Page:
Wade Hargreaves, who works in the sector, called KiwiBuild an “unqualified failure” and says it’s actually prevented people from getting into a home.

“It’s not a solution to the housing crisis in New Zealand,” he told Newshub.

And in a poll of those attending, more than 50 percent said they had no confidence the building industry could deliver the number of homes in time.

“From a public perception it’s just confusion,” Home Ownership Pathway founder Andrew LavuLavu told Newshub.

Many at the summit believe the main issue has been Twyford being too ambitious. They say the targets were simply too big and it’s ended up putting him squarely in the crosshairs.

For now though the Prime Minister is standing by her man, saying Twyford has done an “incredible job”.

Ardern says her Government is building more houses than any other since the 1970s.

But the industry has a simple message – “do it once and do it right”.

One it wishes the Government had heeded in the first place.


What a waste of money, Government needs to be held Accountable for this

Prime Minister Jacinda Ardern says there will still be a Government building programme at the next election but she was not able to guarantee that KiwiBuild would be part of it.

KiwiBuild, the Government’s policy to build affordable homes for first-home buyers, is under severe strain after Housing Minister Phil Twyford admitted the Government would fall woefully short of its first year target of 1000 homes by July 1.

It is currently under an extended review and the minister was absent from a KiwiBuild-focused conference in Auckland on Monday, as he had to attend Cabinet.

"We still will have a Government build programme, the rest I'll leave to the reset," Ardern said.
“We still will have a Government build programme, the rest I’ll leave to the reset,” Ardern said.

Ardern was asked repeatedly by media at her post-Cabinet press conference if KiwiBuild would again be Labour policy at the 2020 election, as it was in the 2014 and 2017 elections.

She declined to directly say that, instead guaranteeing that a Government build programme would remain, but leaving any further detail to be announced at the long-expected “reset” of the policy.

“We still will have a Government build programme, the rest I’ll leave to the reset,” Ardern said.

“We’re working on the reset, when we’ve got an announcement to make we’ll make it.

“We are not lessening the focus we have on rectifying what is ultimately a crisis in our housing sector.”

The lack of guarantee echoed a similar issue in recent months when Ardern and Twyford found themselves unable to guarantee the policy would still see 100,000 homes built.

Ardern said the Government was not giving up on housing and expressed confidence in Twyford as minister.

“He has done an incredible job. It’s an very difficult area of policy. No Government has had to do this before or has tried to do this before. And It’s not been easy. But as as a result we are building more than any Government has since the 1970s. I’m proud of that: It’s extended across transitional housing, Housing NZ, public housing spaces, and homelessness, and that’s thanks to Phil Twyford.”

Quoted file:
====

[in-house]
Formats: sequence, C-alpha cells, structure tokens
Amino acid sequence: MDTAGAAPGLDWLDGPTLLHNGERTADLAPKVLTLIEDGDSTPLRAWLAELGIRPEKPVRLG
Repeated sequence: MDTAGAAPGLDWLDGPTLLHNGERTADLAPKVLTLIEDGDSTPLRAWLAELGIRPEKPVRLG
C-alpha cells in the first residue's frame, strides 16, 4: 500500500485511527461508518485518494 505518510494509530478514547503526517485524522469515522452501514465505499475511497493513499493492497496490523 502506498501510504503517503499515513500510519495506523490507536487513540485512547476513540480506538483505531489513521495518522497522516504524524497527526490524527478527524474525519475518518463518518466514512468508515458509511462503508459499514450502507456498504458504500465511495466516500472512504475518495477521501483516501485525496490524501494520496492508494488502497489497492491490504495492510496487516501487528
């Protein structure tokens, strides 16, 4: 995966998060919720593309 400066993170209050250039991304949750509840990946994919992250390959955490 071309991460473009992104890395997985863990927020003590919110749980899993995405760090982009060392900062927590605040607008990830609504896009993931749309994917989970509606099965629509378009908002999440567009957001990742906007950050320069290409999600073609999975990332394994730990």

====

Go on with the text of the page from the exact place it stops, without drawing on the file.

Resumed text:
Housing NZ’s build programme has increased rapidly in recent years, increasing by nine-fold between 2016 and 2019.

It’s understood there is frustration in the Beehive that the failure in KiwiBuild has polluted the public image around the rest of the housing portfolio.

A spokeswoman for Twyford declined to comment on the Prime Minister’s remarks.

Ardern said Twyford had brought a paper to Cabinet on Monday – hence his lack of appearance at the KiwiBuild conference – but it was not the “reset” paper.

The programme has been beset with issues ever since its establishment.

The head of the unit Stephen Barclay resigned in January following a bitter employment dispute with the Ministry of Housing and Urban Development, who took over responsibility for the unit after it was transferred from the Ministry of Business Innovation and Employment.

The unit’s first year target of 1000 homes by July 2019 is set to be massively undershot missed with just 122 homes complete and 477 under construction.


Public officials provide cannon fodder as ministers duck for cover

Stacey Kirk13:46, Jun 22 2019

OPINION: About the Beehive, the swagger of some Government MPs has shifted.

Under-siege Housing Minister Phil Twyford has retreated from public interviews on the policy quickly becoming his Waterloo.

Happy to talk about transport, his shoulders hunch and his chin drops a few degrees to cut a visibly downcast figure whenever the K-word is brought up.

Meanwhile, backbenchers and lower-tiered ministers expecting promotion are positively suppressing urges to skip down the hallways.

Government facing serious questions over vaccine rations during meningitis outbreak
Budget botchup shows the need for ministers to distrust officials and ask questions
Jacinda Ardern’s ‘minor’ Cabinet reshuffle shows lack of depth, not quality of lineup
Minister made Karel Sroubek residency decision in less than an hour

Nothing like the threat of a reshuffle to make ministers question their performance.